Estate Planning Considerations under the Biden Administration

By Lindsay Taylor, Moneta Senior Advisor

With the transfer of power complete, many individuals have begun to worry about the estate tax implications of a Democratic majority-led government. While this provides a great opportunity to revisit your overall estate plan to ensure it is properly drafted to provide flexibility in today’s ever-changing tax environment, you shouldn’t panic.

Quick History of the Transfer Tax Laws

Prior to 1976, there were two separate taxes applicable to estates: the estate tax (based on assets transferred after death) and the gift tax (based on assets transferred during life) – each with their own, separate exemption amount.  In 1976, those amounts were unified and a tax for generation-skipping transfers was added. In 2013, President Obama signed the American Taxpayer Relief Act, which planned to make permanent changes to the laws governing federal estate taxes, gift taxes and generation-skipping transfer taxes. Specifically, this law had three significant changes: (1) It set the exemption amount at $5,000,000 (in 2010 dollars), indexed for inflation; (2) It increased the estate tax rate to 40%; and (3) It provided for the portability of a decedent’s unused estate tax exemption to a surviving spouse.

In December 2017, President Trump signed the Tax Cuts and Jobs Act, doubling the $5,000,000 exemption to $10,000,000 (in 2010 dollars), making the exemption $11,180,000 in 2018 (now $11,700,000 in 2021) while maintaining the tax rate and portability discussed above. However, instead of permanent tax reform, the TCJA is set to expire after 2025 and the exemption amount would then revert to its pre-2018 level.

Biden’s Campaign Proposals

  • Reduced Estate Tax Exemption: While current law provides for an estate tax exemption of $11,700,000 per person ($23,400,000 per married couple), Biden’s proposal would reduce the exemption to $3,500,000 per person. Additionally, there have been discussions on, again, making the gift tax exemption $1,000,000 per person and, therefore, not tied to the estate tax exemption. Finally, there is a possibility that the annual exclusion gift limit (currently $15,000 per beneficiary) could be reduced.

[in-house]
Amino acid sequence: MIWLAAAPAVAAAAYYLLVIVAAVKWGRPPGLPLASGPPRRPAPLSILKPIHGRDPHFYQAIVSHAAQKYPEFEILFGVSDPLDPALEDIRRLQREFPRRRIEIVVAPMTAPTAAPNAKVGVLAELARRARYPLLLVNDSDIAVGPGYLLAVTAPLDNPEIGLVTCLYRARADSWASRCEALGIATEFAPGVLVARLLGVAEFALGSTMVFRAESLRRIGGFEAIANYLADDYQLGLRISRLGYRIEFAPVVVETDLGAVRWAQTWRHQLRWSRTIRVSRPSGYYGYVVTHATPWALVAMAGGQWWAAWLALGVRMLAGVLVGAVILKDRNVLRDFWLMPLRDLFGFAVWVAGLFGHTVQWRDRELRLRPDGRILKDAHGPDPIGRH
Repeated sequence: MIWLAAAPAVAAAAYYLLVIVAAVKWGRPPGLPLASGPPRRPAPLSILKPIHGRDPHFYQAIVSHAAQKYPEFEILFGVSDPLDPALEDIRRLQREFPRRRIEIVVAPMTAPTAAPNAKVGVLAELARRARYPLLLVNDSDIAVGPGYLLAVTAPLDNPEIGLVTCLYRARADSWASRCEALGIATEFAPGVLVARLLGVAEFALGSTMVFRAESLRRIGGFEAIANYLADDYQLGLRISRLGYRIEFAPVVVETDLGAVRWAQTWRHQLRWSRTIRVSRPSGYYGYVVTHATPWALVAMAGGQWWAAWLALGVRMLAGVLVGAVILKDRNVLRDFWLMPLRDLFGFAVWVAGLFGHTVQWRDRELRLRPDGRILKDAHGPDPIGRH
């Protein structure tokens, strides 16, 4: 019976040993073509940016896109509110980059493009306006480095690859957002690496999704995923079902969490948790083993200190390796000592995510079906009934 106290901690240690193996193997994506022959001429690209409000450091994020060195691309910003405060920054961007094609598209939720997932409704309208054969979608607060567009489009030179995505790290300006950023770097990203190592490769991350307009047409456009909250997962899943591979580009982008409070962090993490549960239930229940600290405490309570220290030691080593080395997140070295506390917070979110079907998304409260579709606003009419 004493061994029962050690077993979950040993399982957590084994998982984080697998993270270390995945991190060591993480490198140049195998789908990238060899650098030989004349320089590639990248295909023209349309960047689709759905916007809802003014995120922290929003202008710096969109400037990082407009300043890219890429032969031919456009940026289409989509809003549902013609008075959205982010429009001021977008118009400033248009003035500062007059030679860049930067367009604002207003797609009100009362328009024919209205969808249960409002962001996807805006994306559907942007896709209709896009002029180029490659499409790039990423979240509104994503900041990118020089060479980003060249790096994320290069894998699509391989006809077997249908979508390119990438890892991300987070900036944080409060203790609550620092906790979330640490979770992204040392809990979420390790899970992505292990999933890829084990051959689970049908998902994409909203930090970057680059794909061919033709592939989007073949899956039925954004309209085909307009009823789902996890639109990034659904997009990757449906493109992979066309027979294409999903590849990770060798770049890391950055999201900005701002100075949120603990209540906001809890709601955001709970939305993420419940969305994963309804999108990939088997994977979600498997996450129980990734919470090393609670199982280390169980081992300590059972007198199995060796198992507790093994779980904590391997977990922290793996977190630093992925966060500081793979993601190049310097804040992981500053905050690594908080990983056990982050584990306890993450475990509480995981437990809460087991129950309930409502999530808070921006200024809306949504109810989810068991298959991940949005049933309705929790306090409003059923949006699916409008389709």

• Increased Tax Rates: As highlighted above, the current tax rate for transfers more than the decedent’s estate, gift or GST exemption is 40%. Biden’s proposal would increase that rate to 45%.
  • No Step-Up in Basis at Death: Perhaps the most impactful proposal – as it would affect almost every American, regardless of estate value – is the elimination of the step-up in basis at death. Currently, most assets that are in a decedent’s estate at death receive a step-up in basis, meaning that the cost basis of assets are valued as of the decedent’s date of death and, if sold by the beneficiary, the gain from that sale is only based on the difference between the date of death value and the sale date. If this step-up is eliminated, then the decedent’s basis in the property would be carried over to the beneficiary, drastically increasing the capital gains tax paid when sold.

Contrarian View

While Biden’s proposals may seem detrimental to high-net-worth families, most commentators believe that the reduction in the estate tax exemption and the elimination of the step-up in basis is likely an either/or scenario. Additionally, it’s important to remember that never in history has the estate tax exemption been decreased. Finally, with the slimmest of majorities in the Senate and several moderates on both sides, whether such sweeping legislation has the support needed to pass is yet to be known.


For those with taxable estates, there is much unknown about the future of transfer tax laws. Will Congress allow the tax reform related to transfer taxes passed under the TJCA to expire after 2025? Will Congress act before then to implement some (or all) of Biden’s proposals? If so, which of those proposals will pass?

Ultimately, it is important to consistently review your estate plan with your financial advisor and estate planning attorney to ensure that you are prepared for this unknown and that your documents are drafted to provide flexibility for the ever-changing environment.

© 2021 Moneta Group Investment Advisors, LLC. All rights reserved. These materials were prepared for informational purposes only. You should consult with an appropriately credentialed professional before making any financial, investment, tax or legal decision. Past performance is not indicative of future returns. These materials do not take into consideration your personal circumstances, financial or otherwise.

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